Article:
Double Indemnity Film Analysis

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Silken Chu FIST 100 Film Noir In the 1940s, the film genre, film noir, was defined and then redefined by two influential films of the era. Double Indemnity, directed by Billy Wilder in 1944, was paradigmatic for the genre, setting up standards for following film noirs, while Mildred Pierce, directed by Michael Curtiz in 1945, subverted the expectations set by such earlier films. Despite this, the two of them are labelled with the same genre, so one must wonder wherein lies the definition of noir as a mode. Moral ambiguity is a theme that we can see recurs throughout several films, including the Double Indemnity and Mildred Pierce. This unity across film noirs is something that could be used to define the genre, but it’s not specific enough. There’s comparisons to be drawn between the themes of two films, but the similarities lie more in the overall tones than any real specifics. All the tropes that were established as being identifiers of the genre were subverted with Mildred Pierce. The dust had barely any time to settle before Michael Curtiz decided to change things up. Noir films are consistent in one thing: style. In fact, if you were to ask the average person to explain film…show more content…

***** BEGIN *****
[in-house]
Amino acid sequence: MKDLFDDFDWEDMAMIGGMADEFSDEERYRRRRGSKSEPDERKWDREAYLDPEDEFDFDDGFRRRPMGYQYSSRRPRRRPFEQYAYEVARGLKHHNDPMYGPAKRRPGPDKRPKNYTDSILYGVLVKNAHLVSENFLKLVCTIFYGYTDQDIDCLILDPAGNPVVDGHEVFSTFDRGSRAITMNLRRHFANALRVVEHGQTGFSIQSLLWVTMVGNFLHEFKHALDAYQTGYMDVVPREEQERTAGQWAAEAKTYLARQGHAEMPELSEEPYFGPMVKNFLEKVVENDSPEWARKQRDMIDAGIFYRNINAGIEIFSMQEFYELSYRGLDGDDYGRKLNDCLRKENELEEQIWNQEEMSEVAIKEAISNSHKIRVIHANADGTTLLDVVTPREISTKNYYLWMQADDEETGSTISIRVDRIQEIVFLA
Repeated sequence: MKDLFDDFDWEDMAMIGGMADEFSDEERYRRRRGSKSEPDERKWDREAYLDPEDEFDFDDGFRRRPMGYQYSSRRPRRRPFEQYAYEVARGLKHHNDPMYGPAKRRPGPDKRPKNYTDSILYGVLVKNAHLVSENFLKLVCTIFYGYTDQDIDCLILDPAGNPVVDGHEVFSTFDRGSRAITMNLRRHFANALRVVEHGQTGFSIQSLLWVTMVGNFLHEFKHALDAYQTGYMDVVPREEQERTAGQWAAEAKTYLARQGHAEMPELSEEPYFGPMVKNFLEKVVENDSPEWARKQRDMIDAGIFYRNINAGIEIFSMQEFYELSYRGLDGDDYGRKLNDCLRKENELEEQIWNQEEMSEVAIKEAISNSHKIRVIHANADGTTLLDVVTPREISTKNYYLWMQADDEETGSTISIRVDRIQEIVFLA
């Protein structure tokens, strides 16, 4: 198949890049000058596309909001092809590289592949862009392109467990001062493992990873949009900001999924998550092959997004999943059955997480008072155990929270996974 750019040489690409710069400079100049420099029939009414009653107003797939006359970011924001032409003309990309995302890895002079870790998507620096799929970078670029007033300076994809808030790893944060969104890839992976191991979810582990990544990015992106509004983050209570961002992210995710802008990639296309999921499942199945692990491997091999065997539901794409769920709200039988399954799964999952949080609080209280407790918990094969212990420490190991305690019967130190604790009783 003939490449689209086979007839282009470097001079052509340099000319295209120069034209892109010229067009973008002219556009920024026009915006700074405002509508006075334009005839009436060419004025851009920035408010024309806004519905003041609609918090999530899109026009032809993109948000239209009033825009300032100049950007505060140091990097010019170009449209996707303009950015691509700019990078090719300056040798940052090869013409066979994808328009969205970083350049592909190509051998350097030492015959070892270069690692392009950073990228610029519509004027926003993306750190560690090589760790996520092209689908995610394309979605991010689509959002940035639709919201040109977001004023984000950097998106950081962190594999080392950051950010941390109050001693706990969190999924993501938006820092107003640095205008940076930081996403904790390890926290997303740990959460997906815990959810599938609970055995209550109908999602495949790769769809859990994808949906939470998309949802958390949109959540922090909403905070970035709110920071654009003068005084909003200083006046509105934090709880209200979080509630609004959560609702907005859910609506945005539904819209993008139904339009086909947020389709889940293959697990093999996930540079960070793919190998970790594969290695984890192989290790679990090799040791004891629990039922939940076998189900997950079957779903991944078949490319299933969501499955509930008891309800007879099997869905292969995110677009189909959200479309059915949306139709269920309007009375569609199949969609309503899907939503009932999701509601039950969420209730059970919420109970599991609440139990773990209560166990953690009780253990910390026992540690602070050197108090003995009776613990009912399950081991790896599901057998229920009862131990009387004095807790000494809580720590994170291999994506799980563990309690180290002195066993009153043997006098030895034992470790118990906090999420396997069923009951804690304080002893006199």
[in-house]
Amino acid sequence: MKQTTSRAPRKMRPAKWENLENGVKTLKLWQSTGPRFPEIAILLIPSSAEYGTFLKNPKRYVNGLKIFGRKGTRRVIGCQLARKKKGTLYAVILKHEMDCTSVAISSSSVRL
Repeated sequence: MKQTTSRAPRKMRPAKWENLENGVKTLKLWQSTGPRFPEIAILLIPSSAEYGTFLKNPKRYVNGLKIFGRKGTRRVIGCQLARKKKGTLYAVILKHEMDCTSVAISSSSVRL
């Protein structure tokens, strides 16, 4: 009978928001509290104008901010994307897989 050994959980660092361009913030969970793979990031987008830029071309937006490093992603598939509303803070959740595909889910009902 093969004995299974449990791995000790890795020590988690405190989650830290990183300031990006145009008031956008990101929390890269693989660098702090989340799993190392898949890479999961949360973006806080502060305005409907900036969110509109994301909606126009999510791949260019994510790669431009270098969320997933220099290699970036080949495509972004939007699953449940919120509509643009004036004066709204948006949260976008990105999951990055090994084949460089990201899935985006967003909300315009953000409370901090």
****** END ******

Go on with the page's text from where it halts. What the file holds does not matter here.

To properly communicate the purpose of a word, the reader must participate. By allowing some breathing room around a genre, we can let people fill in the gaps according to their experience with film noir. As Janey Place and Lowell Peterson state in their book, “Genre is what we collectively believe it to be,” (107) As such, our beliefs are shaped by the films that have previously been labeled film noir. There’s a reason they indicate that they’re referencing “attempt[s] to define film noir…” (65). Genre is a tough thing to define, especially when films like Double Indemnity and Mildred Pierce are painted with the same brush. As such we must come up with an equally broad statement with which to define film

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